Keystone Reflections

| Apr 1, 2013
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By Susannah Robinson

In reflecting on the sessions I attended at Keystone V — the 2013 Keystone Conference — several things struck resonant chords with me. Additionally, I think that threads of insights from multiple sessions can be woven together to create an interesting “tapestry” of thought concerning the transgender community.

One of the sessions that I found particularly illuminating was the discussion of the “gender binary” that is so prevalent in our culture — that is, the male/masculine — female/feminine dichotomy that we so often encounter wherein one feels one must adopt and comport with the appearances and behaviors customarily associated with one gender or the other. While I don’t mean to oversimplify human courtship and mating behaviors, which, like all human behaviors, can be very complex, it seems clear to me, that as transgendered or “gender-fluid” individuals who often do not follow the normative gender presentations associated with our birth-sex, we often create a good deal of confusion in the rest of the population when they encounter us. More on that a bit later.

One of the things that came to me, is that in our courtship and mating behaviors as well as in our other day-to-day interactions, the gender binary we see in our culture and society is driven at least in part by the biological level predator/prey relationship we can observe between males and females in much of mammalian mating behavior, including that of Homo sapiens. Human males, through some combination of biology, genetics, and acculturation, play a role in courtship, etc., analogous to that of predator, whereas females play the role analogous to that of prey [or in other words, boys chase girls. . . ], but interestingly, traditional human female behavior also expands to include the attraction of males, including by female displays of vulnerability. Examples of this are the baring of the throat area that is so common with ”feminine” clothing, and the wearing or tight skirts and of high heels, which are hobbles, again increasing the vulnerability of the wearer. Males, conversely, when attired in “business” or “dress” clothes, symbolically protect their throats by buttoning up their shirts and by wearing ties, and traditional male clothing, of course, allowing for freedom of movement, which can be viewed as being suitable to the “predator” role. It’s much easier to run or to stand and fight in a man’s business suit than it is in 4” heels and a knee-length pencil skirt.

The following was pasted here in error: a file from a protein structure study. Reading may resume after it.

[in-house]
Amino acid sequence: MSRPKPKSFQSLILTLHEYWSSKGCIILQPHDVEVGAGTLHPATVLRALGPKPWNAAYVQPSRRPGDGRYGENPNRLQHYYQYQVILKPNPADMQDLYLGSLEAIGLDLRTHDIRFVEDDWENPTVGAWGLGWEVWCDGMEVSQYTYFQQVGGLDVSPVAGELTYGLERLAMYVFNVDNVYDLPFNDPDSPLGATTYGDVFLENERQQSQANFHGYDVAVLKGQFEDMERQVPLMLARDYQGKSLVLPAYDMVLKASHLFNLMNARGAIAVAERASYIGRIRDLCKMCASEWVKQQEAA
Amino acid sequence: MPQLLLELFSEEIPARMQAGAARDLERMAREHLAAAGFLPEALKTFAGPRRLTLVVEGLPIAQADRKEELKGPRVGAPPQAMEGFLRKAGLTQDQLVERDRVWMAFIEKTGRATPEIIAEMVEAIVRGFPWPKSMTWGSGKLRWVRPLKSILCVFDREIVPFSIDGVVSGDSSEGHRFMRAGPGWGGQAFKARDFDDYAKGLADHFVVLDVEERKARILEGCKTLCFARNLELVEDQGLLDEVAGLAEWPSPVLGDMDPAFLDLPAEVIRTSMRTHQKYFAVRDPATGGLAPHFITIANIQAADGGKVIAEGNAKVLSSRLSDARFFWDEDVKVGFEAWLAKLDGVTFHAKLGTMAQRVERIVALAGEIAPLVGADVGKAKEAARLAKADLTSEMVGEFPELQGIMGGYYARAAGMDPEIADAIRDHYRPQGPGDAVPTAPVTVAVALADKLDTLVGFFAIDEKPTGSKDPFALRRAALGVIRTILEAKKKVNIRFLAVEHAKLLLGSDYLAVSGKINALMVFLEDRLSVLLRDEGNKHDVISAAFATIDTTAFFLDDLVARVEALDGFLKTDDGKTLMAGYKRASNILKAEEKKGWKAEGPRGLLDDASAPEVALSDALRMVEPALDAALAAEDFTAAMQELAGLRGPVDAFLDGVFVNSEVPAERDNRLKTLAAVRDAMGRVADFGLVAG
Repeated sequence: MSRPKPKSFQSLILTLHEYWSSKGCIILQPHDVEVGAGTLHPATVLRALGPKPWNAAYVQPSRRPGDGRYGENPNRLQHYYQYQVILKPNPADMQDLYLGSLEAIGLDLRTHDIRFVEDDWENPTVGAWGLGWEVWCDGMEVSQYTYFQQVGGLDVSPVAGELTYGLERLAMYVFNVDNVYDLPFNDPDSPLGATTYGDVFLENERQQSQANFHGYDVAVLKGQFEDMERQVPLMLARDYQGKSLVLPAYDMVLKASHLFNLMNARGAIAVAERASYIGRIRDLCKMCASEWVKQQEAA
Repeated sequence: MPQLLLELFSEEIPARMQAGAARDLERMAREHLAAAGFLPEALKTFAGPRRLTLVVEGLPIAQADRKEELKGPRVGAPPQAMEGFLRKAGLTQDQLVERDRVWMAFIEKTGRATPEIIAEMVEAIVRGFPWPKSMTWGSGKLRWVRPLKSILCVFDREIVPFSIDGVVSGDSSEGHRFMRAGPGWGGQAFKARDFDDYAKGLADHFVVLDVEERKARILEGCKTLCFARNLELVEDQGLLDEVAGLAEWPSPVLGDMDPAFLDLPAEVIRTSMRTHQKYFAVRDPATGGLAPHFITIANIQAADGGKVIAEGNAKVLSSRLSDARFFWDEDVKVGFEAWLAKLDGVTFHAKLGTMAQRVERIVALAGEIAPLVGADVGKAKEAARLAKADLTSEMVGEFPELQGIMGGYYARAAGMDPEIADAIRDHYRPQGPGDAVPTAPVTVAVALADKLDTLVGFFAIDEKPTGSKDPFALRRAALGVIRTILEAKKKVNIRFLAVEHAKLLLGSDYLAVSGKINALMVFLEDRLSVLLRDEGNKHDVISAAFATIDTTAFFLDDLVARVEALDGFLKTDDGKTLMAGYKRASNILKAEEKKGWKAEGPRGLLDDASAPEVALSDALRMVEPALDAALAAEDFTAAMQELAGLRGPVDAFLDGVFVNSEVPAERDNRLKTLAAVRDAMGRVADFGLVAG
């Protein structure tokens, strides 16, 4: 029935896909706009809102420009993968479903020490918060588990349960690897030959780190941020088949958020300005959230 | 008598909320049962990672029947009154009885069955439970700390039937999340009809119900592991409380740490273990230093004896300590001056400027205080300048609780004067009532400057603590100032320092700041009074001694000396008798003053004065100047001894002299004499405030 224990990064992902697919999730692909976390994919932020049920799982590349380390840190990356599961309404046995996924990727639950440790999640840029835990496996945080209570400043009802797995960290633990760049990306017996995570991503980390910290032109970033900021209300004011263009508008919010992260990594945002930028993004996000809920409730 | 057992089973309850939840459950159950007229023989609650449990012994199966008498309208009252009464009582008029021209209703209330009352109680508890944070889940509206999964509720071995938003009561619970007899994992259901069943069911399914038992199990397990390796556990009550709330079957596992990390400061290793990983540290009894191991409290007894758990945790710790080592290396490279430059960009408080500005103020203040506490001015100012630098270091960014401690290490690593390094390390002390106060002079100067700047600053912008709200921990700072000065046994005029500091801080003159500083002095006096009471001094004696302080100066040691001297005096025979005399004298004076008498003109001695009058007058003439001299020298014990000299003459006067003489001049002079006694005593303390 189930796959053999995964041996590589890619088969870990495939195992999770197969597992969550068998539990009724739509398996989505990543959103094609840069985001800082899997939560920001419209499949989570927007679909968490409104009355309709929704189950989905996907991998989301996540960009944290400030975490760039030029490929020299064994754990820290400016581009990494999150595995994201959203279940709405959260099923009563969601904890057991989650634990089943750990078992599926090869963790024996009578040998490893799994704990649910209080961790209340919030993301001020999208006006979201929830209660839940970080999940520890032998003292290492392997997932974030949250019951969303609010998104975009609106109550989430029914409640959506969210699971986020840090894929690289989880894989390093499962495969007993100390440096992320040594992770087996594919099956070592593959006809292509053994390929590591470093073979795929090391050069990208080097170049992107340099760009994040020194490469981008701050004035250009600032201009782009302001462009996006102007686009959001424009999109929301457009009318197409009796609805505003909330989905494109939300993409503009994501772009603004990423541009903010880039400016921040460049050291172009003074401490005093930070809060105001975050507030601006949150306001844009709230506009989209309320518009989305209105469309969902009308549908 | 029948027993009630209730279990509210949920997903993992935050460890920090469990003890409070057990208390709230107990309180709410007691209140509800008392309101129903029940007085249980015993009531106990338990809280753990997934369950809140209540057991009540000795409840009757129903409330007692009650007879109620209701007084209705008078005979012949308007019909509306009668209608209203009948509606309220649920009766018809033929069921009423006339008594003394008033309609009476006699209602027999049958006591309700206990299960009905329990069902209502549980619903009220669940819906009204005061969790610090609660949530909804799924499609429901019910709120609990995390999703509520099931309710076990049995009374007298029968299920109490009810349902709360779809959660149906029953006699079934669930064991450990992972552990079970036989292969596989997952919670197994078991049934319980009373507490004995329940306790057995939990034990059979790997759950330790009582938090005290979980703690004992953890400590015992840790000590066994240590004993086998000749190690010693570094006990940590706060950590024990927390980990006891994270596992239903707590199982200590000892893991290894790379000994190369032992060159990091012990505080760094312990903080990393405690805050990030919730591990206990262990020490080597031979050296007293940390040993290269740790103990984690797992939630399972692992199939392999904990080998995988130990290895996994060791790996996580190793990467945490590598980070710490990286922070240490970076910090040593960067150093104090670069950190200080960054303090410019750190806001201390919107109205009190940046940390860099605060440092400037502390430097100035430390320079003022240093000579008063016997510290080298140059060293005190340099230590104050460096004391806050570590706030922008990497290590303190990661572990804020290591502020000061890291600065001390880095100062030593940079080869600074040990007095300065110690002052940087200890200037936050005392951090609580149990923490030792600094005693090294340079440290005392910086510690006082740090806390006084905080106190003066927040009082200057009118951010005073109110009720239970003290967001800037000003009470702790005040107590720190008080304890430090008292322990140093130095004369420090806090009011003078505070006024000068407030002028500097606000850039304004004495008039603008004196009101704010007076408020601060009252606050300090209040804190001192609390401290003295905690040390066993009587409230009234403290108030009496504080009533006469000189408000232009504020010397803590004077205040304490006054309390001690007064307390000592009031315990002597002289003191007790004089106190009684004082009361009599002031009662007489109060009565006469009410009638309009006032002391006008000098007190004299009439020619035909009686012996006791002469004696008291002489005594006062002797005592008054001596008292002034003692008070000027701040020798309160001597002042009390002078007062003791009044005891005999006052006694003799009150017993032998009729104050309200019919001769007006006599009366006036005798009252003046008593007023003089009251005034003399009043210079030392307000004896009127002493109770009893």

Human females, of course, engage in many additional behaviors that are designed to increase their attractiveness to males, including showing/partially baring/flaunting some of their secondary sexual characteristics, such as legs and breasts, and enhancing their curvaceousness — especially of their “derrieres” and breasts. Females, in particular, also display signs of overall vitality [and thus, presumably signs of their ability to bear offspring] like clear skin and long, healthy-looking hair. Similarly, human males engage in displays of strength and of financial well-being, in an attempt to appeal to potential mates.

I mention the above, because it struck me that those of us, particularly those of us who are M to F, emulate those modalities, especially if we are attempting to “pass.” This makes a great deal of sense, for if we are to “pass,” then these are the forms of behavior, dress, etc., that “the rest of the world” –- the “non-gender-variant” people who think of themselves as being at one end of the gender binary or the other, and who thus think of themselves as exclusively “male/masculine” or as exclusively “female/feminine” –- expect to see .